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Thirty thousand feet in the air is not the best place to get sick. Neither is 300 miles above the Earth while orbiting in outer space. A Flight Surgeon is trained to evaluate and treat military personnel on airplanes, and to medically prepare NASA Astronauts for their journey into space.
Despite the title “Flight Surgeon,” performing surgery rarely lands on this medical professional’s daily agenda. When you’re a Flight Surgeon, you instead practice preventive medicine, which means you try to spot a health or safety problem before it starts. During routine exams, you monitor a crew for any signs of illness or mental problems, such as depression or significant stress.
Other duties depend on what type of flight crew you’re working with. You fly on aircrafts from time to time to monitor crew performance, make notes about safety violations, and examine team morale. Identifying potential causes of stress or health and safety violations improves working conditions and treatment plans.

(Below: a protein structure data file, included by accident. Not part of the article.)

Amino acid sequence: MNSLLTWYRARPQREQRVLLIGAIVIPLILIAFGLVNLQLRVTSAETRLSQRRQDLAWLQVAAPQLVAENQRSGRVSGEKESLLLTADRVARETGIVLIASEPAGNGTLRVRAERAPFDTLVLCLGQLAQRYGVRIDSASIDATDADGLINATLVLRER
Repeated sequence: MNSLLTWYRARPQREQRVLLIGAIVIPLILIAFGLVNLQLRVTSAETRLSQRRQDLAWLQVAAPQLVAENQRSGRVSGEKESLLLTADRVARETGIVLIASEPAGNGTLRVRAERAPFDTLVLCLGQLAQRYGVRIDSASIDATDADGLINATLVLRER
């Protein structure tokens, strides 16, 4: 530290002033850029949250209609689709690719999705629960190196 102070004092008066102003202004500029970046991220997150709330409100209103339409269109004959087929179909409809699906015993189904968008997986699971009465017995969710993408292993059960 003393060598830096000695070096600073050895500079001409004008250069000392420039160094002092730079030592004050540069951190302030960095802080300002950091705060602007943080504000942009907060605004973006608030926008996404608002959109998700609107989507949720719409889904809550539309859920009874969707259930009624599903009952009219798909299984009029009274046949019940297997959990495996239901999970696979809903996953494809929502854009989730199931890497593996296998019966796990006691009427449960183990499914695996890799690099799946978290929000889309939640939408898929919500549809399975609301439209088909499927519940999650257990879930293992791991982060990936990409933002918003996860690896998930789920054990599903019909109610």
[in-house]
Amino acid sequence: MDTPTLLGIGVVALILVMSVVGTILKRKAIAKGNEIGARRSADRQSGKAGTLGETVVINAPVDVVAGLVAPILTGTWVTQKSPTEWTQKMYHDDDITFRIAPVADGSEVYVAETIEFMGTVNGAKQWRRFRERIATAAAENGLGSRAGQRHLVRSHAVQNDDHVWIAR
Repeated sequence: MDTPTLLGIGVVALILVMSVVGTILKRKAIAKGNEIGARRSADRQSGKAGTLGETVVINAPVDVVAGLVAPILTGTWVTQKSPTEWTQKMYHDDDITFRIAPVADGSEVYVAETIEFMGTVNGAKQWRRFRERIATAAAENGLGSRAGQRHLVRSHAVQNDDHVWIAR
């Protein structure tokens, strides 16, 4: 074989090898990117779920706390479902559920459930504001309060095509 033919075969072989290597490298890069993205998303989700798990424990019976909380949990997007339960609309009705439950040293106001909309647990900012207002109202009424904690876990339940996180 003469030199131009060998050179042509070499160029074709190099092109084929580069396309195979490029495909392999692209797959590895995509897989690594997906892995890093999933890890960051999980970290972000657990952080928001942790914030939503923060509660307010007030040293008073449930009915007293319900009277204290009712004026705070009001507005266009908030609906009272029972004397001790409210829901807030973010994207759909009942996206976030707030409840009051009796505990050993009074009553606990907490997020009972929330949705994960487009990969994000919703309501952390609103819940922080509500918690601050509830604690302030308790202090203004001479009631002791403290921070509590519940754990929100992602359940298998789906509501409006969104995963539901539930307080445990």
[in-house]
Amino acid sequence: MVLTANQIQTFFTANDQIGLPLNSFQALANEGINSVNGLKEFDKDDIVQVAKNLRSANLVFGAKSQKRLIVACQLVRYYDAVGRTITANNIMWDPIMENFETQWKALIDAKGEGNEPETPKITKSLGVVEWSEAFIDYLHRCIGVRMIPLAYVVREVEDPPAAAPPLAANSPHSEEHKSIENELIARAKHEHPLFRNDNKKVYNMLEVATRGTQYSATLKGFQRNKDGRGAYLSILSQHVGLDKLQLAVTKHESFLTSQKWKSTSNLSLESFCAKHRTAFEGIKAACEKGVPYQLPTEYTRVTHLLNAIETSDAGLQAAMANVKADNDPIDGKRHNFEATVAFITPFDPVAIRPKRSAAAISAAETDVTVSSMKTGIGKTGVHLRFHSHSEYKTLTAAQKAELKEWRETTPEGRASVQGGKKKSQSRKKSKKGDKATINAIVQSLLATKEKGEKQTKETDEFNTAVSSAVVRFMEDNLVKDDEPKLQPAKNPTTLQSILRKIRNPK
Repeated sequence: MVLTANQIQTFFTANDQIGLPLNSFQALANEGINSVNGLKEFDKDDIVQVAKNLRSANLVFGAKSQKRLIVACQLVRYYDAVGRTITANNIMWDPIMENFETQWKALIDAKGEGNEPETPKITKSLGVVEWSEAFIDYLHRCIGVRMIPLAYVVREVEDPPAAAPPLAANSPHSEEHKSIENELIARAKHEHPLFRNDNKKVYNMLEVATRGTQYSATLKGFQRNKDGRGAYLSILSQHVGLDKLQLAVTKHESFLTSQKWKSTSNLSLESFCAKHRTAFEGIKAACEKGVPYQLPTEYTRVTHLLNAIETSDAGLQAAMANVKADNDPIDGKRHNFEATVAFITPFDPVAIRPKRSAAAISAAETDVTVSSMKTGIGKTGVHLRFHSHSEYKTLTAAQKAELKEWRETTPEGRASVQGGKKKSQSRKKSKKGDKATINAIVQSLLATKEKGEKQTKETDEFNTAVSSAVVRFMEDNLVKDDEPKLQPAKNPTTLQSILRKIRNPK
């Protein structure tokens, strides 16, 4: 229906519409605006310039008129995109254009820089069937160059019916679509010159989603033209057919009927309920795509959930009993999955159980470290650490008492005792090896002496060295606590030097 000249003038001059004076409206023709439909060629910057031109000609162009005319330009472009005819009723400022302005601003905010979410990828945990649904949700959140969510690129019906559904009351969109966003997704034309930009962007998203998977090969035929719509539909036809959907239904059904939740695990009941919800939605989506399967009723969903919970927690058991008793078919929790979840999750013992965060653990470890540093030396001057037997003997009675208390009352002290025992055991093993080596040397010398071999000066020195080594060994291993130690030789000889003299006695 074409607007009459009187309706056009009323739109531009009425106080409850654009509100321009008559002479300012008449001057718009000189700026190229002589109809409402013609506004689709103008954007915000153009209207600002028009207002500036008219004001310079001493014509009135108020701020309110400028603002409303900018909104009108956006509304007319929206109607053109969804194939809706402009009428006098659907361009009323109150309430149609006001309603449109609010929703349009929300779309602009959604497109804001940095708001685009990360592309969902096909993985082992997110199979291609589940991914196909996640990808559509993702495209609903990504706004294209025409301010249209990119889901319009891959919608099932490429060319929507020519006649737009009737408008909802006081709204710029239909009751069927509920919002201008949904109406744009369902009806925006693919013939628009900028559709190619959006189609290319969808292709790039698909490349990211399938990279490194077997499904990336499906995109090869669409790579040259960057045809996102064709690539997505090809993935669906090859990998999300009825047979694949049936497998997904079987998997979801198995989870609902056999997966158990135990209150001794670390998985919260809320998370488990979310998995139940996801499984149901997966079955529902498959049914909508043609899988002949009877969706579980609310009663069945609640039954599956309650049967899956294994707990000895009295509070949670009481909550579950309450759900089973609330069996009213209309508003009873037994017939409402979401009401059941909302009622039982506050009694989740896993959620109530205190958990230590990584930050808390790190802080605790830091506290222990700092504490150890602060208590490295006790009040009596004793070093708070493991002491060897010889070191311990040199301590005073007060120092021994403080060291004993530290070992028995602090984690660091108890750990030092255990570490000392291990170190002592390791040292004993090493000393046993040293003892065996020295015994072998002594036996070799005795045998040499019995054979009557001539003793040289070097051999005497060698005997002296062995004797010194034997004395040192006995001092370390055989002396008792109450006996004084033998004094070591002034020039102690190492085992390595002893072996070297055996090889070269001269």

When it comes to Astronauts, you won’t be riding on the space shuttle with them. That’s why it’s essential that you teach each crewmember the first aid needed to treat everything from a mild burn to a heart attack.
Of course, your job includes the duties of a standard Doctor too. You treat sick crewmembers during flight and, if necessary, get them further treatment. Your job gives you a sense of pride for helping others, and nothing compares to the adrenaline rush of parachuting a patient out of a plane to receive help below.